Monday, March 21, 2011


Pathfinder Series 1

Orson Scott Card

For as long as he can remember, Rigg has been able to see the paths of every animal that has ever lived. He lives with his father in the woods, constantly being tutored, quizzed, and tested over many skills that seem useless for their trade as trappers. But when Rigg's father is mortally wounded by a falling tree, he tells Rigg to journey to the ancient capital of the wallfold to meet a sister Rigg never knew he had. Rigg leaves the small town he occasionally called home with a friend, Umbo, who also has a special gift: the ability to speed up a person's mind, making time appear to slow down. When Rigg and Umbo try cashing in some of Rigg's inheritance to get travelling money, Rigg learns a startling secret about his true identity that puts his life in grave danger...
Read the first three chapters here!

My Thoughts:
This was an absolutely AWESOME book. Many people are familiar with Card's Ender's Game book/series, which is well known science fiction that deals with aliens. This science fiction story, at least in my opinion, is much better and applicable to people. At the beginning of each chapter, you follow (for a few paragraphs) the space journey of Ram, a commander that is the first human to attempt to reach light-speed and bend space and time to reach a destination 31 light-years away, instantly. I am in Physics class this year, so I have heard a few of the theories about why or why not this is considered possible. I love contemplating these kinds of scenarios, and with the special abilities of characters make it more so. Once Rigg and Umbo learn to time travel, another interesting theoretical ability is brought into question. As I said with The Tomorrow Code, I love considering the possibilities and impossibilities of time travel and the paradoxes that ensue, so this book was right up my alley. I was able to make many predictions that came true throughout the book, and I like when the author gradually leads the reader to an assumption that is later stated as correct without making it obvious. The book definitely made me think, but it was also a very enjoyable story, and I am excited for the continuation of the story!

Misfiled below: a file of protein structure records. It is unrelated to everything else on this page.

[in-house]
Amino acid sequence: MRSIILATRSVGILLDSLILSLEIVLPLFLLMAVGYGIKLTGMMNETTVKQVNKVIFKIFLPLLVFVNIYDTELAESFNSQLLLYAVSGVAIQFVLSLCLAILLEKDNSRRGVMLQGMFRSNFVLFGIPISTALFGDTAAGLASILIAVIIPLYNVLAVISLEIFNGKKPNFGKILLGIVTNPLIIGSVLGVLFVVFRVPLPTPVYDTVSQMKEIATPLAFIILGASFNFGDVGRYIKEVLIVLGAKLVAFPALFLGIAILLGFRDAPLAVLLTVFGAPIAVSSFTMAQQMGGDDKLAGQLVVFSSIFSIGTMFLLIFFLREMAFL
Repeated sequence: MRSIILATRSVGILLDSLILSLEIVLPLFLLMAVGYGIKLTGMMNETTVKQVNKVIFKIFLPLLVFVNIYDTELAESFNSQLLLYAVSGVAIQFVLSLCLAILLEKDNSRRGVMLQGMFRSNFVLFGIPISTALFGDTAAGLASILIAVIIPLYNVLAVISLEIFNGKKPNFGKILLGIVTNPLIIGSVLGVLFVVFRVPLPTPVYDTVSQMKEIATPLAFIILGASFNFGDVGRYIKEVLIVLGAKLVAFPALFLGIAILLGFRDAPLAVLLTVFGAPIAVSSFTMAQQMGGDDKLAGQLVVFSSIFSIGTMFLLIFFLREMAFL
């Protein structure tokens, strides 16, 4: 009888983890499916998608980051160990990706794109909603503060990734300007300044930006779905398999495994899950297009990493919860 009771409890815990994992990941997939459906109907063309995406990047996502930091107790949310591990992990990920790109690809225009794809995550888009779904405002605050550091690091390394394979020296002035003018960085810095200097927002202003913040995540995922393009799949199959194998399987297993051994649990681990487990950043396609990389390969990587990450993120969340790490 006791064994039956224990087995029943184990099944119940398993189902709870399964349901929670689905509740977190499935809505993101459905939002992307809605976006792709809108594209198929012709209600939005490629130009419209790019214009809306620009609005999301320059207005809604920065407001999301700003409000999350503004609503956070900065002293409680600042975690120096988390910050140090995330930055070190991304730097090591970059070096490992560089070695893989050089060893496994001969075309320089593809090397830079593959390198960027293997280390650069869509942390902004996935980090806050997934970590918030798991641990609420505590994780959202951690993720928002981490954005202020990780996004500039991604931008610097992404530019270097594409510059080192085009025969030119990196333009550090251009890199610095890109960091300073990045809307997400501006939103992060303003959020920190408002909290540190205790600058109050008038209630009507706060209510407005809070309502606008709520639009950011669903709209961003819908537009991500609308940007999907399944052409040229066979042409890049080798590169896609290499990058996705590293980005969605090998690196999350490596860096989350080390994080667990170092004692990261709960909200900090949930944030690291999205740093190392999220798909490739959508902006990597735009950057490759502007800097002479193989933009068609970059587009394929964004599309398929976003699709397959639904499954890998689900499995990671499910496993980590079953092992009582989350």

Questions for Thought:
1. Which of the special abilities in the story do you think is the most useful?

2. Were you Loaf and realized that the boy in your tavern had a ton of wealth on him, would you help him and risk your own safety?

3. If you were Rigg, would you try to escape from the hands of the Council, simply let them do what they want with you, or try to find a way to become king?

Please leave your comments and answers!

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